The date was the 18th January 2005, and after an absence of 9 months, he suddenly appeared, in all his grandeur, this huge 16 year old Amboseli Bull who is one of our now fully independent “Big Boys”, a free spirit amongst his wild kin in Tsavo National Park doing what bull elephants of his age should be doing – travelling far and wide acting as the scouts for the cow herds, investigating new territory, finding new feeding grounds, and safe havens for those that will ensure the perpetuity of their kind, their females and the young. It was as though he had never been away.
Thereafter, every day, Edo came to spend quality time with the orphans, playing with them in the brimful waterholes, feeding with them on the lush vegetation brought on by recent rain, and keeping Emily and Aitong company to take them back home to their Stockade in the evenings, before taking leave of them at the Gates until another day. Then this favourite Big Boy left with Emily and Aitong and Aitong’s little satellite, Sweet Sally, taking them off, no doubt to introduce them to his other wild friends.
Events like this, make all the years of toil, sweat, anxiety and heartache worthwhile, especially when one remembers Edo as the little orphan of 16 years ago, who had even lost the will to live, and simply wanted to lie down and die, having lost everything most dear to him – his mother, his family, and his Amboseli homeland.
His story, written all those years ago, makes poignant reading.
WATCHING EDO COME TO LIFE BEFPORE OUR EYES
Daphne Sheldrick wrote this piece about Edo 16 years ago, when he first came into our Nairobi Nursery.
Almost everyone has heard of Kenya's Amboseli National Reserve, famed for its docile Elephants who have been the subject of intense scientific scrutiny over the past l5 years. The Amboseli Elephants are unique, since they comprise one of the very few populations in Africa that have been spared the depredations of mankind either in the form of poaching or official "culling". They are some 800 in number and every individual is known and has been documented. They have graced the pages of many books and have been featured in many films. One of the most famous of Amboseli's Matriarchs is a cow known as "ECHO". In 1989 Echo's oldest sister, 'Emily', died after eating contaminated garbage from one of the park's safari lodges.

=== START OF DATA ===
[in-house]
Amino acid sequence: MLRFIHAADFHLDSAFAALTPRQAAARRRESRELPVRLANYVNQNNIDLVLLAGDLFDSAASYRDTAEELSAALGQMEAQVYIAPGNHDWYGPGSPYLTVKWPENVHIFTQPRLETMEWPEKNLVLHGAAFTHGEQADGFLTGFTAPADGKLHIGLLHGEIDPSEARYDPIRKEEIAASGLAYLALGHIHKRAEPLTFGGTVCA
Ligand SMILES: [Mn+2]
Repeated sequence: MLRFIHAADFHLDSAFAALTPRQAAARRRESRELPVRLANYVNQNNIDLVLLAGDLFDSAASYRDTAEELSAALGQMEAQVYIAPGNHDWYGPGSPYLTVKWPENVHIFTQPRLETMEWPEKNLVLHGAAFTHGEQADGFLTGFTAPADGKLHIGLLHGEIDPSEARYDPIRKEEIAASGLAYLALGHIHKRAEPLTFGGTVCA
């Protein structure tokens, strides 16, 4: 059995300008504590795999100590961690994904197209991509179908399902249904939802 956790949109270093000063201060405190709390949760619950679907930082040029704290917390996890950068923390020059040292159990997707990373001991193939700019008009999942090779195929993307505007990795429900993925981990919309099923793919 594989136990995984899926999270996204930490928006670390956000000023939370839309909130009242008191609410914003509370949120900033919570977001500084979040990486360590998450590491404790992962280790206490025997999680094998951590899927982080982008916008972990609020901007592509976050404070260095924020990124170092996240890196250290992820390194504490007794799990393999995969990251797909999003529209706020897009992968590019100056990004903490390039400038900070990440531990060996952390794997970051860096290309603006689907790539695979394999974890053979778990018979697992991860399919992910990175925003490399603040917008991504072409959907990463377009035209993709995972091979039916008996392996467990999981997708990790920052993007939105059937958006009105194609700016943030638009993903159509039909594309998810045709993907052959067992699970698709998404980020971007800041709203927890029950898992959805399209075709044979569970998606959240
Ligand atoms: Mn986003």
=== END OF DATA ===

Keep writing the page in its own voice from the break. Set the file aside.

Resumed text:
"Edo" is Emily's last calf, little nephew to "Echo". He was one of Amboseli's most playful babies; a hot favourite with both the Scientists and the public. He also happened to be the star of a film being made by the Japanese when tragedy suddenly befell the family and destiny dictated a turn of events. On this day his gentle mother paid the price of feeding off garbage she found in one of the many Lodge dumps and amongst the waste edibles was broken glass, torch cells, ash trays, bottle tops and many other by-products of mass tourism, all of which similarly went down the hatch to be later extracted from her stomach during post-mortem examination.
The Amboseli Scientists who were cooperating with the Film team were alarmed one day to find the "E" family, Edo included, minus Emily. Had both he and his mother been absent together, there would have been no real cause for alarm, for Elephants are social animals and often visit their friends, just as do humans, keeping in touch through "infrasound" and probably also by telepathy which we believe to be a real means of communication within the Animal Kingdom. But on this particular day Edo was without his mother; nor was he the usual playful, bouncing baby of yore. He was a sad and despondent little Elephant, who trailed miserably and listlessly behind the herd, now but for fate, doomed to die, since no baby Elephant can survive without milk when orphaned less than two years old.